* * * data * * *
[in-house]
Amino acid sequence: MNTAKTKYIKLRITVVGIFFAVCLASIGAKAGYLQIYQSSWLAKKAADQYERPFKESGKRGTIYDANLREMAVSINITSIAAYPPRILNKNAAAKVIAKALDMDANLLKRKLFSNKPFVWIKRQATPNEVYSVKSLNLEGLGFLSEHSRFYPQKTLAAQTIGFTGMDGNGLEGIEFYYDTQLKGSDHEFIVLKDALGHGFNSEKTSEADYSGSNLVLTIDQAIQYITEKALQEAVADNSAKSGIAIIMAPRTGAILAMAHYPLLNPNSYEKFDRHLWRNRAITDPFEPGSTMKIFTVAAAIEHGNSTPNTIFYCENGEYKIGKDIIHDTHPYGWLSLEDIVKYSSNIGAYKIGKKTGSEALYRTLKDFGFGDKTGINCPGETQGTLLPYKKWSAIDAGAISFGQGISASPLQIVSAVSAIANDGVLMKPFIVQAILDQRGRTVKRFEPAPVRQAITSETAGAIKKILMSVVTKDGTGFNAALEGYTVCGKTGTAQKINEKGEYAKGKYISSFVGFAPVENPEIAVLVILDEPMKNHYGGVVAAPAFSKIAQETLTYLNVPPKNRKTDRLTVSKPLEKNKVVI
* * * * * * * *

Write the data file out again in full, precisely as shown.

[in-house]
Amino acid sequence: MNTAKTKYIKLRITVVGIFFAVCLASIGAKAGYLQIYQSSWLAKKAADQYERPFKESGKRGTIYDANLREMAVSINITSIAAYPPRILNKNAAAKVIAKALDMDANLLKRKLFSNKPFVWIKRQATPNEVYSVKSLNLEGLGFLSEHSRFYPQKTLAAQTIGFTGMDGNGLEGIEFYYDTQLKGSDHEFIVLKDALGHGFNSEKTSEADYSGSNLVLTIDQAIQYITEKALQEAVADNSAKSGIAIIMAPRTGAILAMAHYPLLNPNSYEKFDRHLWRNRAITDPFEPGSTMKIFTVAAAIEHGNSTPNTIFYCENGEYKIGKDIIHDTHPYGWLSLEDIVKYSSNIGAYKIGKKTGSEALYRTLKDFGFGDKTGINCPGETQGTLLPYKKWSAIDAGAISFGQGISASPLQIVSAVSAIANDGVLMKPFIVQAILDQRGRTVKRFEPAPVRQAITSETAGAIKKILMSVVTKDGTGFNAALEGYTVCGKTGTAQKINEKGEYAKGKYISSFVGFAPVENPEIAVLVILDEPMKNHYGGVVAAPAFSKIAQETLTYLNVPPKNRKTDRLTVSKPLEKNKVVI